Recent events in the voiceover industry are making transparency” a hot topic again. This term was the watchword over the great controversies that began enveloping Voices.com a few years ago. Voices’ greatest sin wasn’t dipping their hands deep into the kitty on managed jobs, (which is not to excuse the practice, but various forms of such activity have existed in the industry for years,) but rather their utter unwillingness to plainly state what they were doing, why, and how. Like in politics, it’s usually the coverup that does the most damage, and Voices’ loss of prestige and community buy-in was largely rooted in their rapid shift from a friendly, customer-oriented, responsive little company into a wannabe behemoth that only spoke in cold corporate platitudes while appearing to be hiding things from inquiring members. This should be a lesson to anyone selling services to talent, whether they are a casting site, a management company, a coach, a demo producer, or service provider.
When talent puts money on the table, we demand absolute transparency. If you are a casting site, we expect to know precisely how your system operates, down to the finest details. You don’t have to give us the coding to your algorithms, but if your site uses algorithms to determine how auditions are distributed (and for those paying attention, the reason bodalgo.com and VO Planet are so highly regarded is that they don’t go in for such things, in addition to their general attitude,) we expect you to share precisely how those algorithms are weighted, the principle behind using such algorithms, and exactly what talent should or should not do to place themselves in the most advantageous position. We expect you to be able to give a reasonable estimate of how many auditions talent at various membership levels will receive each day, and whether there are any limitations or considerations when it comes to how many can be replied to.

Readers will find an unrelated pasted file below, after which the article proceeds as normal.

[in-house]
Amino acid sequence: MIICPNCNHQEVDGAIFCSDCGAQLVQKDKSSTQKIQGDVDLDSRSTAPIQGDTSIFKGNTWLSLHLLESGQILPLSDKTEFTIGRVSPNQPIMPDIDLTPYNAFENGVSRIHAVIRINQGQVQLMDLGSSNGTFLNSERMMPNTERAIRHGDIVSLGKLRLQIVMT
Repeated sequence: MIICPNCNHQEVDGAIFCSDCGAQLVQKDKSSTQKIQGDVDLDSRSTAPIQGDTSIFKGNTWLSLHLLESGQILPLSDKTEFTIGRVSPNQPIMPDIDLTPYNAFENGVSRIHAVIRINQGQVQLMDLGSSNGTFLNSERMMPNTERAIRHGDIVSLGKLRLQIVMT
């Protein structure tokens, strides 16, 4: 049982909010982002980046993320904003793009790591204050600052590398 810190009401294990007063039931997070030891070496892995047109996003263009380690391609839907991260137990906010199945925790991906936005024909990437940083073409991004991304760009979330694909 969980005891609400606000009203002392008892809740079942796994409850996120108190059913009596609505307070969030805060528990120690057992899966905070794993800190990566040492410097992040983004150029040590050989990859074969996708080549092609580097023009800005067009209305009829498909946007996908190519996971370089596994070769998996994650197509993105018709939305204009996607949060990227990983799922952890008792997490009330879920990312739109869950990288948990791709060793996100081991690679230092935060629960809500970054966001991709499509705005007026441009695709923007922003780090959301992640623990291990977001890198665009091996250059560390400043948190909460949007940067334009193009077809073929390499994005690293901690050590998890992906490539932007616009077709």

Suppose you are in the business of taking commissions. In that case, whether you are a casting site, talent manager, agent, or another animal, we expect to know how much you are taking, how that process works, and whether it varies from one job to the next. If the reality varies from what we have been told we expect an explanation, and where appropriate we may demand a full or partial refund if we feel like the product we received differed from what we were sold.
Coaches should be fully transparent about their schedules and their areas of expertise. If you know you can only offer one session a month, don’t set an expectation of one per week. If a talent is excited to learn character voices for video games and your area of expertise is E-Learning, pass the business on to a qualified colleague, and tell the talent why. Do your due diligence when evaluating a new coaching client and be prepared to offer a reasonable professional estimate of how much coaching they should need to be ready to compete.
Demo producers should be able to offer a clear timeline for delivery and a detailed explanation of their process. They should also, in my opinion, be willing to offer a money-back guarantee on their work if the talent isn’t satisfied with the final product.
Transparency doesn’t come with terms and conditions. Corporate speak isn’t transparent. If you take money from talent, you have an obligation to be completely open about what they are and are not getting for their money.
The number of competent professional-grade talent is far smaller than most people think. Service providers would do well to remember that when they choose how to approach and communicate with us.